New Jersey’s nearly 9 million wireless subscribers will soon exemplify the future wonders of wireless broadband, from remote education and health, to Internet-based entertainment and gaming, to the burgeoning “Internet of Things.” But that future could be jeopardized by a shortage of electromagnetic spectrum, the real estate on…Like the land that supports buildings, spectrum supports the experiences we get through our mobile devices. The signals that bring you Instagram, your favorite podcast, or, one day, cars that drive themselves and refrigerators that order their own food, need a “frequency” on which to travel — the “spectrum” is the range of all these possible frequencies. And just as we cannot create new land, the same constraint applies electromagnetic spectrum — the range of radio waves that can carry mobile signals — voice, image and data. Technology allows improvements in signal strength and compression that make better use of spectrum over time. But it is not enough. We are facing a spectrum “crunch” that will soon limit the growth of mobile broadband.
Mobile Internet today has overtaken fixed wireline Internet into homes, schools and offices. Cisco estimates that consumers demand for mobile data will grow more than six-fold between in the next four years. The number of wearables and connected devices in the U.S. will be double the number of smartphones by 2019.
This all leads to a considerable capacity shortage in wireless real estate that will only worsen. Experts predict the U.S. will need to increase its existing supply of licensed spectrum by 50 percent in the near-term.
We are facing this impending shortage because of the policies that govern spectrum supply and allocation. Will Rogers’ remark about land — “But land, they’re not making any more of it.” — also applies to spectrum, which means that, in order to find more of it, we need to see who’s using it now.
The Federal Communications Commission’s main effort in this area has been so-called “incentive auctions,” in which spectrum is purchased from users (such as on-air broadcasters) and repackaged and sold to eager bidders. The last such auction raised nearly $45 billion.
But while these auctions will help, they won’t fill the void. Following next year’s auction, there isn’t any new spectrum identified to bring to market. Alleviating congestion and building a sustainable path for the future will require federal legislation and the direct involvement of Congressman Frank Pallone and Senator Cory Booker of New Jersey. The most viable and concrete way to do so is the Senate’s MOBILE NOW Act, which would incentivize the government to better share or sell unused spectrum they control.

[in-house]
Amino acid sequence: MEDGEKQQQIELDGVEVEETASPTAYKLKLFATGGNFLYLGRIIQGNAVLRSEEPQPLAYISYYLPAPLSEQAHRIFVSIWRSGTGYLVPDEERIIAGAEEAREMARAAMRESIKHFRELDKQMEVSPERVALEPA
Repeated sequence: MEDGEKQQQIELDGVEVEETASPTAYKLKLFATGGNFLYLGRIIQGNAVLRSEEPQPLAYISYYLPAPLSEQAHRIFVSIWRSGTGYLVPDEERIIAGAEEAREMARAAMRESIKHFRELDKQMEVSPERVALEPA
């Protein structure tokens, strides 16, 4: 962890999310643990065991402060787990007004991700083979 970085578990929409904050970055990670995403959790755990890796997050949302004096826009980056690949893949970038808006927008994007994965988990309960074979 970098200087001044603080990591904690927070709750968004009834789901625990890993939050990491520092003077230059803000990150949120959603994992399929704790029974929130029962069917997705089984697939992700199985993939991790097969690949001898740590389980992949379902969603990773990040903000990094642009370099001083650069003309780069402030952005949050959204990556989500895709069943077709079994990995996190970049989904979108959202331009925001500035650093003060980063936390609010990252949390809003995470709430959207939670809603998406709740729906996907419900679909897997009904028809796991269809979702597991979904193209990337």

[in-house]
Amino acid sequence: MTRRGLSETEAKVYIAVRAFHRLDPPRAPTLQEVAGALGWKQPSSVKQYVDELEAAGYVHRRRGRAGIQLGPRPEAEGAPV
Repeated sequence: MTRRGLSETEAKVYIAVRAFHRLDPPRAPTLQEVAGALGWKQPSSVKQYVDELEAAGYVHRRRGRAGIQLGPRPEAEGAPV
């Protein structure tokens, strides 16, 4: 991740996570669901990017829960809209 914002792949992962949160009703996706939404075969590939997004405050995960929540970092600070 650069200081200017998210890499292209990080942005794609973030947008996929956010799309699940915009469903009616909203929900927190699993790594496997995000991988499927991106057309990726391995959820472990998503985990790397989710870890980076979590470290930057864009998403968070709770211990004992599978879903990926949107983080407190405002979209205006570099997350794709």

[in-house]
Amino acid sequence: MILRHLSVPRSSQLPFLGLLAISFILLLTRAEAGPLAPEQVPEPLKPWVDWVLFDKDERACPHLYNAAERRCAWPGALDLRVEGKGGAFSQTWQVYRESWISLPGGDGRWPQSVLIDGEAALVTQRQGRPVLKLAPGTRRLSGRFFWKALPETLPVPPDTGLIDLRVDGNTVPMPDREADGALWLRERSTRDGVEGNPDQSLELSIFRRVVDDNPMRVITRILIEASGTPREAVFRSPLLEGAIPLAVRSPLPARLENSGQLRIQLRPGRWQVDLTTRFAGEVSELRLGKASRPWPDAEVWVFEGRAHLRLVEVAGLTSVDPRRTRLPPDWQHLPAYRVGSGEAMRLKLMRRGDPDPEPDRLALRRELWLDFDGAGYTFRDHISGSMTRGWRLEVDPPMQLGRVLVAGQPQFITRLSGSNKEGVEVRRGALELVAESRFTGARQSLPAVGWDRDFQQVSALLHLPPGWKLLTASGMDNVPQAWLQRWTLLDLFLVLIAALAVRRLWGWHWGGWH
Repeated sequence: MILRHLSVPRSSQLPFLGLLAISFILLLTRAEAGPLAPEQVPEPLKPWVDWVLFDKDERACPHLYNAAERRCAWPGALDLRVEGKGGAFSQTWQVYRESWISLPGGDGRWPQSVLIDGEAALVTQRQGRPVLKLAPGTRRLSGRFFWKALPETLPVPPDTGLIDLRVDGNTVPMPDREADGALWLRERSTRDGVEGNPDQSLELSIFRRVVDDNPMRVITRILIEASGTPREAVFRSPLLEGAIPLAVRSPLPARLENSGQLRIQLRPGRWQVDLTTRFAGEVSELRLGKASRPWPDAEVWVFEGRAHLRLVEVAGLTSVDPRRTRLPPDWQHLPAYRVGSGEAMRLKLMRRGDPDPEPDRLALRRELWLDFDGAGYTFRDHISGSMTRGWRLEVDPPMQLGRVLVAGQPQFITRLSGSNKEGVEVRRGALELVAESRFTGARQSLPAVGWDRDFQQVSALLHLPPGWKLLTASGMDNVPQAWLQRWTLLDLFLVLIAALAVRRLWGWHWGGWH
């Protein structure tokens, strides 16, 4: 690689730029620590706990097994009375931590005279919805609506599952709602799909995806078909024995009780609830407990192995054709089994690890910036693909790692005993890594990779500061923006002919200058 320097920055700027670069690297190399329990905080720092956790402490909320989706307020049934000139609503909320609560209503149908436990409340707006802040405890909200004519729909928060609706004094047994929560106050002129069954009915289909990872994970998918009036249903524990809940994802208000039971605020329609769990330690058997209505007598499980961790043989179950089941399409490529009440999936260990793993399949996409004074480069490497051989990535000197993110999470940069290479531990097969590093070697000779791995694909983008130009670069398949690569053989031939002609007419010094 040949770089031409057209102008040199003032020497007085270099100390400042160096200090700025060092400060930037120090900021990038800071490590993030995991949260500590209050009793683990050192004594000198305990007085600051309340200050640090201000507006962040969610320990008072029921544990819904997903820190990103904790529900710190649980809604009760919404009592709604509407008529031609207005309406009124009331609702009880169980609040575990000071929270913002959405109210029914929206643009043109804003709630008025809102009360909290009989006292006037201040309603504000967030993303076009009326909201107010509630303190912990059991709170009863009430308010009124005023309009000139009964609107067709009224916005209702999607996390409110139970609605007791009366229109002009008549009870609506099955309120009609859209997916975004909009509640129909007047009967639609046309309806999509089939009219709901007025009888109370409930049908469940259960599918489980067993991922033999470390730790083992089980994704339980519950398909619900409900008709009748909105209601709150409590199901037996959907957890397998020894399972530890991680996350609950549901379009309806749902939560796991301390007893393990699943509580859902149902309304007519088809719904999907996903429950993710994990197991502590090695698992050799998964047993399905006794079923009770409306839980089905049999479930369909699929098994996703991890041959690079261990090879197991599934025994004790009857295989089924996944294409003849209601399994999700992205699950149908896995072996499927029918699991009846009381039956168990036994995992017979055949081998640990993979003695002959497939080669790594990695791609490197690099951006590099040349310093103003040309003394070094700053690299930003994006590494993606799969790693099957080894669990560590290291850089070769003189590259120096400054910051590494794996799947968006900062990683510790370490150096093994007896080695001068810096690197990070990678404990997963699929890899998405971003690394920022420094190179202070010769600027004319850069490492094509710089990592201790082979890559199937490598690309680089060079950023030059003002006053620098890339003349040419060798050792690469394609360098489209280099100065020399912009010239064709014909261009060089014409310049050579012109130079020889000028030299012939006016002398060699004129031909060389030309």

Government agencies have a great deal of spectrum — perhaps as much as 70 percent of the total — and it is not clear why they need much of it. The MOBILE NOW Act would dramatically increase the spectrum called for in in the Budget Act of 2015. It would then codify President Obama’s 2010 commitment to make 500 MHz — almost double the 645.5 MHz of spectrum currently licensed for broadband — available to the market.
The results could be significant on numerous fronts.
“Access to wireless spectrum opens the door for innovation and transformative new technologies,” said Booker this year. “It can help bridge the digital divide that leaves too many low-income communities removed from the evolving technology landscape.”
And just as the most recent auction garnered $45 billion for treasury, selling far more spectrum in the future would bring even more money in for programs that link our schools and medical facilities to the Internet and bring the world online. “From a fiscal perspective, this makes sense and always receives strong bipartisan support,” said Palllone.
But reallocating spectrum and deploying mobile broadband service is a long, technically complex process that takes on average 13 years. When considering that Congress will advance very few pieces of legislation during the 2016 election season, the urgency rises.
The guiding principle behind the MOBILE NOW Act is widely supported by both parties. Reports from D.C. indicate the measure could move in January 2016. But rumors and intentions are different than action. The next time you take out your mobile phone, you ought to wonder if the Congress is doing what it needs to do to ensure it will continue to work well.
Ev Ehrlich served as undersecretary of commerce for President Bill Clinton. He is a visiting fellow at the Progressive Policy Institute. Ehrlich is president of ESC Company, a Washington, D.C.-based consulting firm that addresses economic and business problems. He has served as chief economist and head of strategic planning for Unisys Corporation, research director of the Committee for Economic Development and as undersecretary of commerce in the Clinton Administration, where he directed the interagency group on climate change economics.